Cattle Egret
Common Fiscal
Common Starling
Fork-tailed Drongo
Greater Double-collared Sunbird
Hadeda Ibis
Hoopoe
Klaas’s Cuckoo
Knysna Turaco
Laughing Dove
Lesser-striped Swallow
Olive Thrush
Pied Crow
Red-billed Woodhoopoe
Red-eyed Dove
Red-fronted Tinkerbird
Red-winged Starling
Sacred Ibis
Southern Boubou
Speckled Mousebird
Speckled Pigeon
Village Weaver
White Starred Robin
White-rumped Swift

NOTE: Click on a photograph if you wish to see a larger image.

BRONZE MANNIKIN

The arrival of flocks of Bronze Mannikins (Spermestes cucullata) always lifts my spirits as they flutter together, some almost stepping on others, to alight on the bird feeder or a branch. They are delightful birds to watch. Males and females look alike, the bronze-green shoulder patches are shown to best advantage when they catch the sunlight.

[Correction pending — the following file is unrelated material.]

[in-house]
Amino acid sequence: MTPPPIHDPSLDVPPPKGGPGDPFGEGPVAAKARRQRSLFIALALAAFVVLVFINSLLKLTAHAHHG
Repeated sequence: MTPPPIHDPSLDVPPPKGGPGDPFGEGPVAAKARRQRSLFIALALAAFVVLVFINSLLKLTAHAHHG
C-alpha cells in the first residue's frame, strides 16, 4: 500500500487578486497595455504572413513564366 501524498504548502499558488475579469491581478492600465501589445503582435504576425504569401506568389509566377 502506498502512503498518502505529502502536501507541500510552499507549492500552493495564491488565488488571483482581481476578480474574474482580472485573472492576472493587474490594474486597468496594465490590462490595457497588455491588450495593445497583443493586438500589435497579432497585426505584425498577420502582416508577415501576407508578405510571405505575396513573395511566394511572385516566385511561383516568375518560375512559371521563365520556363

Their call is a high pitched ‘tsree tsree tsree’, with a sharp ‘krr krr krr’ alarm call. My well treed garden is ideal for them as their preferred habitat is the edges of thickets and the secondary growth in gardens. The availability of water is important to them as they drink often. Out of breeding season, the Bronze Mannikins occur in flocks of up to 30 – it isn’t always easy to count them though as they are constantly on the move.

These tiny birds rapidly fly into cover when they are disturbed. However, it isn’t only the trees that provide shelter for them in my garden and the provision of bird baths that attract them to the garden, but the patches of wild grass that I leave to go to seed in various parts of the garden and, of course the fine seed I put out every day for the seed eating birds.